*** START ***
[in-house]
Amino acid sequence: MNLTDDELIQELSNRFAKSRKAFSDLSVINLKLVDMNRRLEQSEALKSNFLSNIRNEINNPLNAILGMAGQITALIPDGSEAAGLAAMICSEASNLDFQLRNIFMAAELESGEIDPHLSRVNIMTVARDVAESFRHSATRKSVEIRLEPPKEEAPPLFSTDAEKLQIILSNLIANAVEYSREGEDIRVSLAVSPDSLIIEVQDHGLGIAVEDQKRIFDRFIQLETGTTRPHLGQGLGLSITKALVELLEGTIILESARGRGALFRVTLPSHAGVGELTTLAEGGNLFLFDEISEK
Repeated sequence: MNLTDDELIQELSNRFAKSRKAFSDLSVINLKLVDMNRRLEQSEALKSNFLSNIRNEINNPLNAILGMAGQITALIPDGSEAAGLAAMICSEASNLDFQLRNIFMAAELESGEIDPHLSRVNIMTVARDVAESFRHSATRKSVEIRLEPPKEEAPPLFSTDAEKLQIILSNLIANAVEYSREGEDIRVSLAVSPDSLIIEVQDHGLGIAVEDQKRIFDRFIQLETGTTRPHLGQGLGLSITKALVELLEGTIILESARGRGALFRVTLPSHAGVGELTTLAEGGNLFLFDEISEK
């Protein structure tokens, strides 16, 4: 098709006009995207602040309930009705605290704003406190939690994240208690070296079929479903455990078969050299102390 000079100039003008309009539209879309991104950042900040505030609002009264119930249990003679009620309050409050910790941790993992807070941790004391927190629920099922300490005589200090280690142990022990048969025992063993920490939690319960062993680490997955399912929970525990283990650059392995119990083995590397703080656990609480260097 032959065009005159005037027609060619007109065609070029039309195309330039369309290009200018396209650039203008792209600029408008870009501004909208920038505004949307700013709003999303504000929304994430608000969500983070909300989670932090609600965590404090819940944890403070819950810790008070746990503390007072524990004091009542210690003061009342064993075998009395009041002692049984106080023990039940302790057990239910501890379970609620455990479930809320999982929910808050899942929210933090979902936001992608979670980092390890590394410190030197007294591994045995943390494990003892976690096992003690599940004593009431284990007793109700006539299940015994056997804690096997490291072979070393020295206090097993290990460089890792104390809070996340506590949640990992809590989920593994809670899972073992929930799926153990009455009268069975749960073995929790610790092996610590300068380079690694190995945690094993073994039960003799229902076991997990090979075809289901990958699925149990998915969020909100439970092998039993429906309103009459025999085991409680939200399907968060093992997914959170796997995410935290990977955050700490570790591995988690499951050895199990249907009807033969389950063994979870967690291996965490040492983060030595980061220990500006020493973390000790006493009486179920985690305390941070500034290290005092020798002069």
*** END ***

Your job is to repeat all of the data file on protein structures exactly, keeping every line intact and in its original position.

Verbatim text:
[in-house]
Amino acid sequence: MNLTDDELIQELSNRFAKSRKAFSDLSVINLKLVDMNRRLEQSEALKSNFLSNIRNEINNPLNAILGMAGQITALIPDGSEAAGLAAMICSEASNLDFQLRNIFMAAELESGEIDPHLSRVNIMTVARDVAESFRHSATRKSVEIRLEPPKEEAPPLFSTDAEKLQIILSNLIANAVEYSREGEDIRVSLAVSPDSLIIEVQDHGLGIAVEDQKRIFDRFIQLETGTTRPHLGQGLGLSITKALVELLEGTIILESARGRGALFRVTLPSHAGVGELTTLAEGGNLFLFDEISEK
Repeated sequence: MNLTDDELIQELSNRFAKSRKAFSDLSVINLKLVDMNRRLEQSEALKSNFLSNIRNEINNPLNAILGMAGQITALIPDGSEAAGLAAMICSEASNLDFQLRNIFMAAELESGEIDPHLSRVNIMTVARDVAESFRHSATRKSVEIRLEPPKEEAPPLFSTDAEKLQIILSNLIANAVEYSREGEDIRVSLAVSPDSLIIEVQDHGLGIAVEDQKRIFDRFIQLETGTTRPHLGQGLGLSITKALVELLEGTIILESARGRGALFRVTLPSHAGVGELTTLAEGGNLFLFDEISEK
């Protein structure tokens, strides 16, 4: 098709006009995207602040309930009705605290704003406190939690994240208690070296079929479903455990078969050299102390 000079100039003008309009539209879309991104950042900040505030609002009264119930249990003679009620309050409050910790941790993992807070941790004391927190629920099922300490005589200090280690142990022990048969025992063993920490939690319960062993680490997955399912929970525990283990650059392995119990083995590397703080656990609480260097 032959065009005159005037027609060619007109065609070029039309195309330039369309290009200018396209650039203008792209600029408008870009501004909208920038505004949307700013709003999303504000929304994430608000969500983070909300989670932090609600965590404090819940944890403070819950810790008070746990503390007072524990004091009542210690003061009342064993075998009395009041002692049984106080023990039940302790057990239910501890379970609620455990479930809320999982929910808050899942929210933090979902936001992608979670980092390890590394410190030197007294591994045995943390494990003892976690096992003690599940004593009431284990007793109700006539299940015994056997804690096997490291072979070393020295206090097993290990460089890792104390809070996340506590949640990992809590989920593994809670899972073992929930799926153990009455009268069975749960073995929790610790092996610590300068380079690694190995945690094993073994039960003799229902076991997990090979075809289901990958699925149990998915969020909100439970092998039993429906309103009459025999085991409680939200399907968060093992997914959170796997995410935290990977955050700490570790591995988690499951050895199990249907009807033969389950063994979870967690291996965490040492983060030595980061220990500006020493973390000790006493009486179920985690305390941070500034290290005092020798002069």